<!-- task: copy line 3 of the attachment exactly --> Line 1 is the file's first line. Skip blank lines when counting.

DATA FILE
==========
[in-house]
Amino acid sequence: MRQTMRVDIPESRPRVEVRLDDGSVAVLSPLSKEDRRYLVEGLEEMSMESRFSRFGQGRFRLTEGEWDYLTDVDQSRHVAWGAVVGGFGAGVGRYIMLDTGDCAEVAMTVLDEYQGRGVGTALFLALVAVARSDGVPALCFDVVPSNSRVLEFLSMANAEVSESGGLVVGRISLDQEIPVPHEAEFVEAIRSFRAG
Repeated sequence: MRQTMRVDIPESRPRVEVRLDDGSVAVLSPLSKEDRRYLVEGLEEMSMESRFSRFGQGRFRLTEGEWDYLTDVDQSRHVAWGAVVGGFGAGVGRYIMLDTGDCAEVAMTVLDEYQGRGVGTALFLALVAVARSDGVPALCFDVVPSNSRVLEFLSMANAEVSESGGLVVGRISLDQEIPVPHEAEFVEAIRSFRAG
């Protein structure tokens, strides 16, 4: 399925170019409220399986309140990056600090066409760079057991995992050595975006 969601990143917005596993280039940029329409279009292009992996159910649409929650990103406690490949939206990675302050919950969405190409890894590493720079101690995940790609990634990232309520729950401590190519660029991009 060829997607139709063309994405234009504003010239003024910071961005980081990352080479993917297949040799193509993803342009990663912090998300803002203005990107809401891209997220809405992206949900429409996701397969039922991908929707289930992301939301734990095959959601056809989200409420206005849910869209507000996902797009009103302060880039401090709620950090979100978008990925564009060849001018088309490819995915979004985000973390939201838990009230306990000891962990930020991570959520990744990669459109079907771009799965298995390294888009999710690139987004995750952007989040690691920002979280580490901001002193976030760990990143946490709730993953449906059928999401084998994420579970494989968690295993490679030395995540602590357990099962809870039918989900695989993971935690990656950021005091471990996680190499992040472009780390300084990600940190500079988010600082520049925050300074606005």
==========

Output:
Repeated sequence: MRQTMRVDIPESRPRVEVRLDDGSVAVLSPLSKEDRRYLVEGLEEMSMESRFSRFGQGRFRLTEGEWDYLTDVDQSRHVAWGAVVGGFGAGVGRYIMLDTGDCAEVAMTVLDEYQGRGVGTALFLALVAVARSDGVPALCFDVVPSNSRVLEFLSMANAEVSESGGLVVGRISLDQEIPVPHEAEFVEAIRSFRAG